Like most climbing hardware, climbing shoes have reached a point where radical developments are not likely to occur. Instead, climbers will probably see smaller incremental refinements in fit, construction and performance. This is not a bad thing, as it suggests that climbing shoes have reached a high point in development; manufacturers understand what features are necessary for climbing in a variety of situations. This knowledge allows them to build shoes optimized for almost any climbing environment. For the best performance, climbers should pick from shoes that most closely reflect their climbing style and then purchase the one that best fits their feet.
Arrowhead – $140
As the replacement to the classic Anasazi Velcro, the Arrowhead trumps the original in both performance and fit. The new slightly downturned shape performs better on steeper terrain and for vertical edging. Five Ten’s improved heel-fit and sophisticated tensioning increase control and precision without the need for a bone-crushing fit. The result is a better fitting shoe that’s more versatile than the original Anasazi. A solid update.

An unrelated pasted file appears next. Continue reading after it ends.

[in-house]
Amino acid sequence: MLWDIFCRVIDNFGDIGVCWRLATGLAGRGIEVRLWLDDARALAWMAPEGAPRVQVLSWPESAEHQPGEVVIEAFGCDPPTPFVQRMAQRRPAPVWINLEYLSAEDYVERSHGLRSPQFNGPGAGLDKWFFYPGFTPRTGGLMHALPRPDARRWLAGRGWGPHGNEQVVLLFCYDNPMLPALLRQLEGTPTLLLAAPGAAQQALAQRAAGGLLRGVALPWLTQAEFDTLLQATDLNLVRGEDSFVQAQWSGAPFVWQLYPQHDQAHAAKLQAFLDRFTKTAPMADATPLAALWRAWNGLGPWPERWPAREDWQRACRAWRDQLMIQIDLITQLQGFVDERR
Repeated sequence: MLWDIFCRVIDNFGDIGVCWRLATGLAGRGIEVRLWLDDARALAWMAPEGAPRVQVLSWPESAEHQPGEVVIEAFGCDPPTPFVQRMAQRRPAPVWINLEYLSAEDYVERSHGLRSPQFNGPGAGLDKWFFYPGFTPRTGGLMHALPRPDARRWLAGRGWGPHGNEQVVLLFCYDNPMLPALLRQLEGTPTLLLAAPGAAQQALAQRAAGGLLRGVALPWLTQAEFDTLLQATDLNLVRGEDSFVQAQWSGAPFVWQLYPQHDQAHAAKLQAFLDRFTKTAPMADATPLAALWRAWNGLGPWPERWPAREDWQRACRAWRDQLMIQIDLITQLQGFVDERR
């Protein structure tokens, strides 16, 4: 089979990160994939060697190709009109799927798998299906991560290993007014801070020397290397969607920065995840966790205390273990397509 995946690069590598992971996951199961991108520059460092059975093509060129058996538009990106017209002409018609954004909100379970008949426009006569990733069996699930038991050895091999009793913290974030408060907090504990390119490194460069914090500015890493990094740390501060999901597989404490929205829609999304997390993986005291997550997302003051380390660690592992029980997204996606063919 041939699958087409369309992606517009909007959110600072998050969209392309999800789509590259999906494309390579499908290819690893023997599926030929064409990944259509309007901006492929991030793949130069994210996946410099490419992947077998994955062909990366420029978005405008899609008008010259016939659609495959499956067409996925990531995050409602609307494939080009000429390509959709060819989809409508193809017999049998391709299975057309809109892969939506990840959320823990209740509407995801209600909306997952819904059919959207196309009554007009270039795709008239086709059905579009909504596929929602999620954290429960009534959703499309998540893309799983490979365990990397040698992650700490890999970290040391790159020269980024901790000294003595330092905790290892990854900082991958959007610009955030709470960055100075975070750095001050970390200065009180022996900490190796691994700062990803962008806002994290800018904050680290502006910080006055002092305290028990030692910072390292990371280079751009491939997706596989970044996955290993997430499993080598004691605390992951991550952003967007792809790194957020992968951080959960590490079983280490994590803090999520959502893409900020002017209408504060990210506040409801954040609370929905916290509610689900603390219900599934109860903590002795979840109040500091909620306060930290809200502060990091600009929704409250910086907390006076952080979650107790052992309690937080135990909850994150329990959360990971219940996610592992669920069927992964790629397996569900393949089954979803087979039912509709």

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Blackwing – $145
Climbers who have always wished for a Velcro version of Five Ten’s Dragon will want a pair Blackwings. These shoes deliver the same precision and versatility found in Dragon without the hassles of full laces. As such, the Blackwings are ideal for steep-to-gently-overhanging routes and boulder problems. And while the lack of laces sacrifices a smidgeon of control, most climbers will not notice the difference. Unlike many other high-performance downturned shoes that only come in a men’s version, the Blackwing is also available in women’s specific model. Possibly the go-to shoe for male and female boulders and sport climbers.
Crux – $149
While the idea of spending endless days pulling on steep, highly-featured limestone and sandstone caves is appealing, the reality is for most climbers is that their local crags are more vertical than horizontal. In these real-world situations, a supportive, edging-oriented climbing shoe is what’s required. Say hello to the Crux. While not necessarily a new shoe for this season, the Crux exemplifies the qualities required for technical face climbing: support, sensitivity and control. Combine these qualities with the Crux’s exceptional construction, and climbers have a precision tool for challenging face routes.
Hornet – $ 140
With its super-soft construction, down-turned and asymmetric lacing, the Hornet is most adept at climbing steep terrain. The shoe can easily pull on incut features frequently found on cave-like climbs, and thanks to powerful tensioning and downturned construction, the Hornet also performs admirably on less steep ground. Climbers with slender feet (do they exist?) will appreciate the Hornet’s low volume last but anyone with wider feet will likely find this shoe too narrow. If it fits, this is a great specialized shoe.
Instinct S – $140